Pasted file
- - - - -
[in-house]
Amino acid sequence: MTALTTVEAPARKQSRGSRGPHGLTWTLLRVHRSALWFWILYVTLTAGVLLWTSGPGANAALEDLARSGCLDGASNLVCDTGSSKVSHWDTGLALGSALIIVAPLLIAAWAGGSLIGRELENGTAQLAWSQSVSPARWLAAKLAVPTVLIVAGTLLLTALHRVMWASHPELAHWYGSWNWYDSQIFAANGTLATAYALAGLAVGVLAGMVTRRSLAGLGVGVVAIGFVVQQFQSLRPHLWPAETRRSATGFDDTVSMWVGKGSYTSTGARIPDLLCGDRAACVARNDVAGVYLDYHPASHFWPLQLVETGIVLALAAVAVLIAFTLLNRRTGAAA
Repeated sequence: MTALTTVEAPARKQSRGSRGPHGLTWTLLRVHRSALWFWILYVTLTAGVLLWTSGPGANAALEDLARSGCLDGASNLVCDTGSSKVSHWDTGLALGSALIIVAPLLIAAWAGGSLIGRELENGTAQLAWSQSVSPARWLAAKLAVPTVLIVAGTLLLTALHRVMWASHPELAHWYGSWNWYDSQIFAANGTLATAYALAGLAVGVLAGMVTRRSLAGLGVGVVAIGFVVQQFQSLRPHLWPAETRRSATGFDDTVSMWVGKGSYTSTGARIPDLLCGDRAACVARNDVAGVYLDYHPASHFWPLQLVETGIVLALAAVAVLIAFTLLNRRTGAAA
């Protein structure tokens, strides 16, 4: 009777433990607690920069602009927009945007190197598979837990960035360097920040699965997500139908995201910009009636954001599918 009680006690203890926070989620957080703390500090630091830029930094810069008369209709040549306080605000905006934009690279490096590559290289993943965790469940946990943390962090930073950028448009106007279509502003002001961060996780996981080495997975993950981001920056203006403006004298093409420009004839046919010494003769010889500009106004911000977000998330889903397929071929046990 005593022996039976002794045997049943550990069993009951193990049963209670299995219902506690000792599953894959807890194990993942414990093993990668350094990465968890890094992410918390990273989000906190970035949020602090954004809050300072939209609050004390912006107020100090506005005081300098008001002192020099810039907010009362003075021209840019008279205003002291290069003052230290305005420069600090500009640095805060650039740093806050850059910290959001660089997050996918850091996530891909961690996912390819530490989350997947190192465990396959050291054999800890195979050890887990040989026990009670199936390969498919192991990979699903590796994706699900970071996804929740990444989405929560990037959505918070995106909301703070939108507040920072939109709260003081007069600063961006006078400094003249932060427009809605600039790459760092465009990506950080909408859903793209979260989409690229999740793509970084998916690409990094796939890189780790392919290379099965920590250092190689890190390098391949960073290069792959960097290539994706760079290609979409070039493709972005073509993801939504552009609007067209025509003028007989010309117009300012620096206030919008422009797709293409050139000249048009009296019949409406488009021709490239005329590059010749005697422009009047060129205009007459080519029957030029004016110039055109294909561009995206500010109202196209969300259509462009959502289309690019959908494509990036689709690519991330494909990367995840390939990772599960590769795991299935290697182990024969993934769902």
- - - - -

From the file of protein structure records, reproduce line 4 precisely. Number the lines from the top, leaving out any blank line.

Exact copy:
């Protein structure tokens, strides 16, 4: 009777433990607690920069602009927009945007190197598979837990960035360097920040699965997500139908995201910009009636954001599918 009680006690203890926070989620957080703390500090630091830029930094810069008369209709040549306080605000905006934009690279490096590559290289993943965790469940946990943390962090930073950028448009106007279509502003002001961060996780996981080495997975993950981001920056203006403006004298093409420009004839046919010494003769010889500009106004911000977000998330889903397929071929046990 005593022996039976002794045997049943550990069993009951193990049963209670299995219902506690000792599953894959807890194990993942414990093993990668350094990465968890890094992410918390990273989000906190970035949020602090954004809050300072939209609050004390912006107020100090506005005081300098008001002192020099810039907010009362003075021209840019008279205003002291290069003052230290305005420069600090500009640095805060650039740093806050850059910290959001660089997050996918850091996530891909961690996912390819530490989350997947190192465990396959050291054999800890195979050890887990040989026990009670199936390969498919192991990979699903590796994706699900970071996804929740990444989405929560990037959505918070995106909301703070939108507040920072939109709260003081007069600063961006006078400094003249932060427009809605600039790459760092465009990506950080909408859903793209979260989409690229999740793509970084998916690409990094796939890189780790392919290379099965920590250092190689890190390098391949960073290069792959960097290539994706760079290609979409070039493709972005073509993801939504552009609007067209025509003028007989010309117009300012620096206030919008422009797709293409050139000249048009009296019949409406488009021709490239005329590059010749005697422009009047060129205009007459080519029957030029004016110039055109294909561009995206500010109202196209969300259509462009959502289309690019959908494509990036689709690519991330494909990367995840390939990772599960590769795991299935290697182990024969993934769902």